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Compact workstation Compact workstation


Aware of the importance of future mobile systems, Tokyo Research Laboratory in February 1987 began to investigate the desirable architecture and functions of such systems. At the beginning of 1989, we completed an actual working model, compact workstation. The demonstration of the working model attracted great attention in IBM and won corporate recognition of IBM Japan's capability for designing portable PCs. Finally, it resulted in IBM Japan's being given the worldwide responsibility for notebook PC development.

TRL's compact workstation was a real operational PC with a battery, and had many exploratory features as well as a sophisticated shape designed by Richard Sapper, a famous industrial designer.
For example, it was equipped with the fastest i386 CPU at that time, and also had a cache, a pen-and-tablet-based function for handwritten input, a form that could be used as a transparency on an OHP by removing the backlight of its LCD, an optical link to an ordinary desktop PC converted into a docking station, and various other innovative features.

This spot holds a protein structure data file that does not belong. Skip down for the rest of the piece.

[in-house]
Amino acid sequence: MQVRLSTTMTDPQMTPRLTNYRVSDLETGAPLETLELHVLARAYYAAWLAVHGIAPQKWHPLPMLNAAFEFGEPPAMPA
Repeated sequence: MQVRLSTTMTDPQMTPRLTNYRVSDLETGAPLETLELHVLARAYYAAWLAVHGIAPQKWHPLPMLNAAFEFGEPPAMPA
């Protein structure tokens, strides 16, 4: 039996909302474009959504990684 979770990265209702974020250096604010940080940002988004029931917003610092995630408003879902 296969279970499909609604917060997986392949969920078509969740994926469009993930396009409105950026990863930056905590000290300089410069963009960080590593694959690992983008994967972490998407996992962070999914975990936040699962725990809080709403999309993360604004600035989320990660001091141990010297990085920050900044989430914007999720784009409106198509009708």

Folded Compact workstation Form of desktop usage
(Left) TRL's compact workstation folded for transportation. Note the slightly slanted shape.
(Right) TRL's compact workstation open like a desktop PC for normal usage.

Flatly opened form for handwriting input Folded form for handwriting input
TRL's compact workstation configurations for handwriting input (tablet):
fully open flat configuration on a desk (left) and folded configuration (right).

Usage for electronic transparency
TRL's compact workstation used as an electronic transparency
on the top of an OHP, with the LCD backlight removed.

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